Linnehan and Foreman, who arrived last week aboard shuttle Endeavour, recouped most of the lost time, performing their task using socket wrenches and drills to bolt the Dextre robot's two 11-foot (3.3 meter) arms.

Mission Specialist Robert Behnken coordinated the spacewalk activities from inside the orbital complex while Endeavour pilot Gregory Johnson and space station engineer Garrett Reisman operate Canadarm2.

The hitch notwithstanding, astronaut Steve Robinson, monitoring the events from Mission Control in Houston, Texas, offered all involved hearty congratulations.

Pierre Jean, a program director from the Canadian Space Agency, echoed the view saying the crew did "a fantastic job."

The robot, which was re-powered immediately after the walk, will be able to handle maintenance tasks that have been performed by spacewalkers, allowing astronauts to focus on research inside the orbiting outpost.

"Dextre looks quite a bit different today," observed NASA flight director Dana Weigel. "It's almost fully assembled: It has two hands, two arms and the main body is pivoted up."

Astronauts installed Europe's first space laboratory in a shuttle Atlantis mission last month and Endeavour's crew added the first of three parts of Japan's Kibo research facility this week.

Dextre, sent up on Endeavour which is docked with the space station, is the third and final component of the Canadarm Remote Manipulator System, the robotic arm that is Canada's vital contribution to the station.

The 200-million-dollar robot encountered a technical glitch before its assembly, but the problem was resolved in time for Saturday's spacewalk.

The 1.56-tonne robot will conduct operations such as replacing small components on the station's exterior -- tasks which until now required a human touch.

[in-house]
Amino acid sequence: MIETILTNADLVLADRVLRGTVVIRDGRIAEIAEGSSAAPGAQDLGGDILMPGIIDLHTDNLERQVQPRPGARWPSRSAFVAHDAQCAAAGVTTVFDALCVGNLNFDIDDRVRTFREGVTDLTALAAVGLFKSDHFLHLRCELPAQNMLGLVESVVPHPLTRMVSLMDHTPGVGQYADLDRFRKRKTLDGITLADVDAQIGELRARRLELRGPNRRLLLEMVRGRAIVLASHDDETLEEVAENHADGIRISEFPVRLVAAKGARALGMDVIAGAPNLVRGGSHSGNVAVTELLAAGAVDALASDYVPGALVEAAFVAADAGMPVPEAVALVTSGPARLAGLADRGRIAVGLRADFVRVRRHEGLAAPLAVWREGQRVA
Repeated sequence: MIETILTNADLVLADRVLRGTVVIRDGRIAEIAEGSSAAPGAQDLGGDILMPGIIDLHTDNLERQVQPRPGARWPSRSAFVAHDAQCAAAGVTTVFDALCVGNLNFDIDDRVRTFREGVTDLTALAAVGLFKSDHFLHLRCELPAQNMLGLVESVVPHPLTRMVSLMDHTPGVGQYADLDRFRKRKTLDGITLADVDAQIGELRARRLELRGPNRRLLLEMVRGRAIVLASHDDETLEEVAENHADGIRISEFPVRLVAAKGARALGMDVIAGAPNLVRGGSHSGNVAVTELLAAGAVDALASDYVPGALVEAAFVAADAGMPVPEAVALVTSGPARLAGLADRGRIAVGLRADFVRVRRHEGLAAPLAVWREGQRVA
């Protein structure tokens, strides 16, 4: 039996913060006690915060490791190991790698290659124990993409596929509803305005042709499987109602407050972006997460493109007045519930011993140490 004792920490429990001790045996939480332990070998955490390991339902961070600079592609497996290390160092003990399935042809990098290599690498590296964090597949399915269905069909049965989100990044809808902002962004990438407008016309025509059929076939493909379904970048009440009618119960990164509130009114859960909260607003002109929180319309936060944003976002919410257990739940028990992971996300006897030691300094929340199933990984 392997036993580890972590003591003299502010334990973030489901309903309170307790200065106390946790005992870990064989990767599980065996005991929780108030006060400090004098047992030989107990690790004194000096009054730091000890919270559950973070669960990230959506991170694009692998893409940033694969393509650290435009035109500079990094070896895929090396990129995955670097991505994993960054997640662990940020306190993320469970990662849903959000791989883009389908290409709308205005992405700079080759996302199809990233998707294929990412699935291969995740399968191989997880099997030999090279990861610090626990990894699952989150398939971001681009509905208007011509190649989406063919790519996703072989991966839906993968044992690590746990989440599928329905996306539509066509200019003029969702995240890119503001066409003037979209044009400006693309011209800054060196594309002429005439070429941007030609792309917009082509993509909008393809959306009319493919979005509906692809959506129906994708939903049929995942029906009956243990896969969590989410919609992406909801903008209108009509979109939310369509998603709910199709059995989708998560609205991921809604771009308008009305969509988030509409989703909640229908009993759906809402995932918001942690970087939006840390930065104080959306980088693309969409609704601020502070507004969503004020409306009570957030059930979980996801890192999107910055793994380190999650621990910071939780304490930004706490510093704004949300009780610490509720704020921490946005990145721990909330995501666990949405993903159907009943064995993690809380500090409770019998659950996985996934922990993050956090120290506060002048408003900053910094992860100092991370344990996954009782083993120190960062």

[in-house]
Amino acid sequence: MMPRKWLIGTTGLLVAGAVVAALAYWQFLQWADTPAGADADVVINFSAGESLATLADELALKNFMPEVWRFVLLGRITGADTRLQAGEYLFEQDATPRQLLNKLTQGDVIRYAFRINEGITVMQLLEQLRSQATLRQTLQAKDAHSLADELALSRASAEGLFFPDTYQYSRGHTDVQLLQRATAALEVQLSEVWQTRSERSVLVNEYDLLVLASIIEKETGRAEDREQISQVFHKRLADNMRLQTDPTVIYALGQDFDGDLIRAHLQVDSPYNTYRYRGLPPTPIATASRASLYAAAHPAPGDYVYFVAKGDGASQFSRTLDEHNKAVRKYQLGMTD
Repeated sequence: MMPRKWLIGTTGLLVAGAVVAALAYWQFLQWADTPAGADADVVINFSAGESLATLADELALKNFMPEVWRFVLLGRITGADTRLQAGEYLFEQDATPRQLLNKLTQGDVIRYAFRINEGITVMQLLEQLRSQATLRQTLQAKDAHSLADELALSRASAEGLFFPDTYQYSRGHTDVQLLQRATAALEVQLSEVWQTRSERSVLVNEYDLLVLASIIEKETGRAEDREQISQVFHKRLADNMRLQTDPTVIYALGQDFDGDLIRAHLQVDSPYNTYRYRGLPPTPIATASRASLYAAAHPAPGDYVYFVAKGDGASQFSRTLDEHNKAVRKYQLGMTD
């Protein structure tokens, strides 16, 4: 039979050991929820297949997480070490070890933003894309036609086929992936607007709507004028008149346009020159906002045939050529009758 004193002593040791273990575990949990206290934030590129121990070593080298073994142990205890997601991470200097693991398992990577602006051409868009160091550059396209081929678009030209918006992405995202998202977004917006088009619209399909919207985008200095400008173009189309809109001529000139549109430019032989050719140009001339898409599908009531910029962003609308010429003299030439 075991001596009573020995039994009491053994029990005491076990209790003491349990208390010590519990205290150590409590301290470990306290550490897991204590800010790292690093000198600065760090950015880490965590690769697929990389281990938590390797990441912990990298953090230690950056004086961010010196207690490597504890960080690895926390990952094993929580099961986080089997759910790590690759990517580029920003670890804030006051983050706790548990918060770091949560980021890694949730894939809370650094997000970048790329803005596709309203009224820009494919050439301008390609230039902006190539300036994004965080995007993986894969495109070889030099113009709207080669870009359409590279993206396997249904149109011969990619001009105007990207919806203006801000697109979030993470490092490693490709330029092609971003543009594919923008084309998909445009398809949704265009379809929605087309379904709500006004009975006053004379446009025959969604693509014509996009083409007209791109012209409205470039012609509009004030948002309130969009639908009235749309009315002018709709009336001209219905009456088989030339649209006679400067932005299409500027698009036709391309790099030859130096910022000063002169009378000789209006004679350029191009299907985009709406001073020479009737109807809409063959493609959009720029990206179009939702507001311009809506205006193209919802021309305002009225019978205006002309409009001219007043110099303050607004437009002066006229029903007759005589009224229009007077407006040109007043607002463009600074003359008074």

Its presence will boost crew safety by reducing the number of hours that astronauts will have to be outside the station on spacewalks, and thus allowing them to focus on other tasks such as conducting scientific experiments in micro-gravity, according to the Canadian Space Agency.

Dextre's two hands are each about the size of a small microwave oven. They are equipped with built-in socket wrenches, retractable claws used to grip objects, and remote-control high-resolution cameras.

The robot's human-like upper torso swivels at the waist, and its arms were designed with seven joints to provide it with maximum versatility. Umbilical connectors provide power and data connectivity.

With Dextre delivered to ISS in nine separate pieces, the astronauts will use three of the Endeavour mission's five spacewalks to get it up and running.

Linnehan and fellow astronaut Garrett Reisman conducted the Endeavour mission's first spacewalk Friday to lay the groundwork for the robot's complicated assembly.

Dextre's assembly will be complete with a third spacewalk set to start Monday.

NASA plans to finish building the International Space Station by 2010, at which time it will retire its three-shuttle fleet.

RPT-Study criticizes US FCC

A congressional study released on Thursday found serious shortcomings in the way the U.S. Federal Communications Commission handles complaints from consumers.